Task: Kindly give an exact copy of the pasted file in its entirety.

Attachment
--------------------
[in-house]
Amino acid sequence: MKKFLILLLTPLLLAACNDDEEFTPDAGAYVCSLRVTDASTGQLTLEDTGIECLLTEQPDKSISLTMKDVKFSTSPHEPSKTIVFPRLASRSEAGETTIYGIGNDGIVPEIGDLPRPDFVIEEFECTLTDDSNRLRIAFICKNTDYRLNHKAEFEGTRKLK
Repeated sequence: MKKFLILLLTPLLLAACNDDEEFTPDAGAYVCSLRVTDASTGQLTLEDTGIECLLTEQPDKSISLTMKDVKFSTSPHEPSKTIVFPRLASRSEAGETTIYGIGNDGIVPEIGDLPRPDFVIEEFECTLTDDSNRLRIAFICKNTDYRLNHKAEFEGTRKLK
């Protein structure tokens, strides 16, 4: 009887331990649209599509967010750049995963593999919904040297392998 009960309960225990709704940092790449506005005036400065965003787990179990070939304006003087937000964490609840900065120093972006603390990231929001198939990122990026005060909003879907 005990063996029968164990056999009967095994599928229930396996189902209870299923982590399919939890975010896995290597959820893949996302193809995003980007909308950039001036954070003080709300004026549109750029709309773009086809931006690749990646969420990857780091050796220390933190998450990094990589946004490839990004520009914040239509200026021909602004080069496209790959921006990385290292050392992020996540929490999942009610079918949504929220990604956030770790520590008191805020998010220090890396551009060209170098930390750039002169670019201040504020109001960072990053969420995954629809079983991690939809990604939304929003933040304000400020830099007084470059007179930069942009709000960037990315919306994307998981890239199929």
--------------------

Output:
[in-house]
Amino acid sequence: MKKFLILLLTPLLLAACNDDEEFTPDAGAYVCSLRVTDASTGQLTLEDTGIECLLTEQPDKSISLTMKDVKFSTSPHEPSKTIVFPRLASRSEAGETTIYGIGNDGIVPEIGDLPRPDFVIEEFECTLTDDSNRLRIAFICKNTDYRLNHKAEFEGTRKLK
Repeated sequence: MKKFLILLLTPLLLAACNDDEEFTPDAGAYVCSLRVTDASTGQLTLEDTGIECLLTEQPDKSISLTMKDVKFSTSPHEPSKTIVFPRLASRSEAGETTIYGIGNDGIVPEIGDLPRPDFVIEEFECTLTDDSNRLRIAFICKNTDYRLNHKAEFEGTRKLK
């Protein structure tokens, strides 16, 4: 009887331990649209599509967010750049995963593999919904040297392998 009960309960225990709704940092790449506005005036400065965003787990179990070939304006003087937000964490609840900065120093972006603390990231929001198939990122990026005060909003879907 005990063996029968164990056999009967095994599928229930396996189902209870299923982590399919939890975010896995290597959820893949996302193809995003980007909308950039001036954070003080709300004026549109750029709309773009086809931006690749990646969420990857780091050796220390933190998450990094990589946004490839990004520009914040239509200026021909602004080069496209790959921006990385290292050392992020996540929490999942009610079918949504929220990604956030770790520590008191805020998010220090890396551009060209170098930390750039002169670019201040504020109001960072990053969420995954629809079983991690939809990604939304929003933040304000400020830099007084470059007179930069942009709000960037990315919306994307998981890239199929």